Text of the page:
Digital healthcare lacks the skills

Alla sanità digitale mancano le competenze

The nursery rhyme is sung to the children "To make a table you need wood, to make wood you need a tree, to make a tree you need a seed, to make a seed you need a fruit, to make a fruit you need he wants a flower”. When we grow up we discover that the nursery rhyme is deceiving, indeed yes, to make the table you need flowers, but you also need the sun, the rain, good earth, fertilizer and above all a good carpenter.

Sergio Pillon
Prof. Sergio Pillon, Medical Director of CIRM

I experience the world of digital innovation from within the hospital and I directed a Telemedicine operating unit, with a strategic direction that changed every two-three years: on "carpenters", as the Blade Runner android said before he died “I've seen things that you humans…” Some examples, ignoble little stories, which are not worth a line in a newspaper, as Guccini said.

Budget meeting with the Head of Department, the Director General and the Head of DITRO (nursing services):

“Pillon, what do you do with telemedicine?”
"We treat patients with vascular ulcers even from home, avoiding that they have to come to the hospital for medication every two days"
“Pillon and you call telemedicine send some pictures? What specialization do you have?”
“I am an angiologist”
"Here, do me some color Doppler ultrasound, in order to shorten the waiting lists..." and the other managers all agree...

Meeting with the General Manager (another), who reports to the department that, instead of the agreed 3% increase in productivity, a 5% reduction has currently been noted:

“Director, do you know that nowadays requests for specialist consultancy between departments are sent by fax or by walker, on pre-printed forms filled in pen with illegible handwriting and that some of these have a head physician who has been deceased for ten years on the header? (implicitly, how do you carry out a management, effectiveness, efficiency and appropriateness check that you have told us about up to now?”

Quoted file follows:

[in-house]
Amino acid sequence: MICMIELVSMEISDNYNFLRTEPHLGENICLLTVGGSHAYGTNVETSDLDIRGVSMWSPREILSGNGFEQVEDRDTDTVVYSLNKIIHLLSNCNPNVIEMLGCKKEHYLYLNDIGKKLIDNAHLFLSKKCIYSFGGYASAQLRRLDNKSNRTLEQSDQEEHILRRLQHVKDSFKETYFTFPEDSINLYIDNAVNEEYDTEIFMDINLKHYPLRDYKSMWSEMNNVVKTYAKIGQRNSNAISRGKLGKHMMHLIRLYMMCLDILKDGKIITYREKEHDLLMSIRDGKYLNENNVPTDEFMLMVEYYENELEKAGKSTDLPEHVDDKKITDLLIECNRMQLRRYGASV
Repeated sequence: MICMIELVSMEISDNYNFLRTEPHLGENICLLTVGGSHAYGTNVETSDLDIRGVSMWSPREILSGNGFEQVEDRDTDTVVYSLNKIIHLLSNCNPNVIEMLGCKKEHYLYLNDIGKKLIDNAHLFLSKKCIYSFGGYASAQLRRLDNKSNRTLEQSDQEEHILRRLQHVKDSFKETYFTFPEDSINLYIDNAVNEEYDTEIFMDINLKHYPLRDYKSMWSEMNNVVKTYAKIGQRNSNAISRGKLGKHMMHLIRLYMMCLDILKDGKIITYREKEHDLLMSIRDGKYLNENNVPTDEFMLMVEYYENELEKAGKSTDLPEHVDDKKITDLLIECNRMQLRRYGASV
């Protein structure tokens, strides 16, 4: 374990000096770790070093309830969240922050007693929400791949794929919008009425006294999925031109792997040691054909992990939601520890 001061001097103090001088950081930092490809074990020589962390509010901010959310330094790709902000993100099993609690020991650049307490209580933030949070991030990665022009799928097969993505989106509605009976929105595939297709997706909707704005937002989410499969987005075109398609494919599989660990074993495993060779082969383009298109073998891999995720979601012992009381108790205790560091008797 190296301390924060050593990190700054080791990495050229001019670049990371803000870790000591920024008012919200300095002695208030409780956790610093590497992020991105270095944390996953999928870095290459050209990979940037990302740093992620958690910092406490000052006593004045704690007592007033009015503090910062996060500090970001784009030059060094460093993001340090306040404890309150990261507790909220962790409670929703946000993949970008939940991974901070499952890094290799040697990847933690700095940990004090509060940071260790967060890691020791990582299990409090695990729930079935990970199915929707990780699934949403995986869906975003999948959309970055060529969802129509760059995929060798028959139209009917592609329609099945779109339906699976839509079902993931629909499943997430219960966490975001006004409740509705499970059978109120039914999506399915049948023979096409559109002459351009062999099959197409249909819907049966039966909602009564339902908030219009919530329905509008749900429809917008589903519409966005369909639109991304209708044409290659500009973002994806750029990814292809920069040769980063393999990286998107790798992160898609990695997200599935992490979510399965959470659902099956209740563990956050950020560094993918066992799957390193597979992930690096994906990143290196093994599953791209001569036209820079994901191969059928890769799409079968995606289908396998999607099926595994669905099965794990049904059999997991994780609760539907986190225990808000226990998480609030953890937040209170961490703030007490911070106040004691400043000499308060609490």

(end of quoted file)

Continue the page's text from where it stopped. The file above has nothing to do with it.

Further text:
“I understand Pillon, don't worry we are buying PCs”
"... But director the problem isn't the PCs..." and the director, annoyed by the repartee: "Pillon, as you know we are appointing the new company IT manager".

But the best example touches me closely: internal competition for the appointment as director of the UOSD of Angiology, my colleague, without any experience as director of UOSD, I have 10 years of directorship of UOSD of Telemedicine, he surpasses me by just one point on clinical or organizational skills.

The motivation of the commission: "In choosing the Director of the UOSD Angiology we wanted to give particular importance to the skills in the clinical and organizational field in relation to what the care commitments of the UOSD Angiology will have to be". “Pillon has an excellent educational and professional background. For his area of expertise, Telemedicine has had important recognitions at national and international level covering institutional roles (…)” but he has one point less than his colleague. In summary, Pillon is an angiologist who uses telemedicine, therefore, seeing as he directs a facility that has been doing vascular telemedicine for 10 years, he has less clinical and organizational skills on angiology! As if to say that the cardiologist who uses echocardiography and directs a cardiology facility that uses it is less of a cardiologist than the one who doesn't use it. Certainly, I could have appealed, to see the ranking canceled in 5 years…